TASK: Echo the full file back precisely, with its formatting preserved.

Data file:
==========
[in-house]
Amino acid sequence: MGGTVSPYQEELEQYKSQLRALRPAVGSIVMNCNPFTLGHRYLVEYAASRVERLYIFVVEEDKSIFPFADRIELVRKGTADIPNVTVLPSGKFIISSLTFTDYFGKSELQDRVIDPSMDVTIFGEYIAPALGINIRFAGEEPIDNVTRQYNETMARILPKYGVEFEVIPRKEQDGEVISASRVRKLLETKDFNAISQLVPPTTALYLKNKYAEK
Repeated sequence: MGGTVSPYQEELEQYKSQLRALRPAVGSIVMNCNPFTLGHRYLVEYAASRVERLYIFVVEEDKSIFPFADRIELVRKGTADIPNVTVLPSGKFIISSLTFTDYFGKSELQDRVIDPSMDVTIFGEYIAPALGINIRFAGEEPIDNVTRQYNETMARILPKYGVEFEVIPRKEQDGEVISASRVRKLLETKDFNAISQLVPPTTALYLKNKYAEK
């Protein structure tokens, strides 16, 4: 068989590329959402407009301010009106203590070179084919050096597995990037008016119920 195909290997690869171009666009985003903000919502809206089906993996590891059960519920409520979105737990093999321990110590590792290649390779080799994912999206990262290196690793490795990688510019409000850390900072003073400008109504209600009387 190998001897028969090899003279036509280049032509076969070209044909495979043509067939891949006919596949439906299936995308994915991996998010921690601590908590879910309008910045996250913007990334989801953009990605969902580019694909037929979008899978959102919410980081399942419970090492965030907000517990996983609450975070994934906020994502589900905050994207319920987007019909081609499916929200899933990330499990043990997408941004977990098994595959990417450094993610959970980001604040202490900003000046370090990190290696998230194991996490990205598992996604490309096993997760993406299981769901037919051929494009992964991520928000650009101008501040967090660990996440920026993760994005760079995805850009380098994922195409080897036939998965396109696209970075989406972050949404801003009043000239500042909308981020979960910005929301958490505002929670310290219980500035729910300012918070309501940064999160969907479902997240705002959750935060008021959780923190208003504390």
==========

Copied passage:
[in-house]
Amino acid sequence: MGGTVSPYQEELEQYKSQLRALRPAVGSIVMNCNPFTLGHRYLVEYAASRVERLYIFVVEEDKSIFPFADRIELVRKGTADIPNVTVLPSGKFIISSLTFTDYFGKSELQDRVIDPSMDVTIFGEYIAPALGINIRFAGEEPIDNVTRQYNETMARILPKYGVEFEVIPRKEQDGEVISASRVRKLLETKDFNAISQLVPPTTALYLKNKYAEK
Repeated sequence: MGGTVSPYQEELEQYKSQLRALRPAVGSIVMNCNPFTLGHRYLVEYAASRVERLYIFVVEEDKSIFPFADRIELVRKGTADIPNVTVLPSGKFIISSLTFTDYFGKSELQDRVIDPSMDVTIFGEYIAPALGINIRFAGEEPIDNVTRQYNETMARILPKYGVEFEVIPRKEQDGEVISASRVRKLLETKDFNAISQLVPPTTALYLKNKYAEK
């Protein structure tokens, strides 16, 4: 068989590329959402407009301010009106203590070179084919050096597995990037008016119920 195909290997690869171009666009985003903000919502809206089906993996590891059960519920409520979105737990093999321990110590590792290649390779080799994912999206990262290196690793490795990688510019409000850390900072003073400008109504209600009387 190998001897028969090899003279036509280049032509076969070209044909495979043509067939891949006919596949439906299936995308994915991996998010921690601590908590879910309008910045996250913007990334989801953009990605969902580019694909037929979008899978959102919410980081399942419970090492965030907000517990996983609450975070994934906020994502589900905050994207319920987007019909081609499916929200899933990330499990043990997408941004977990098994595959990417450094993610959970980001604040202490900003000046370090990190290696998230194991996490990205598992996604490309096993997760993406299981769901037919051929494009992964991520928000650009101008501040967090660990996440920026993760994005760079995805850009380098994922195409080897036939998965396109696209970075989406972050949404801003009043000239500042909308981020979960910005929301958490505002929670310290219980500035729910300012918070309501940064999160969907479902997240705002959750935060008021959780923190208003504390």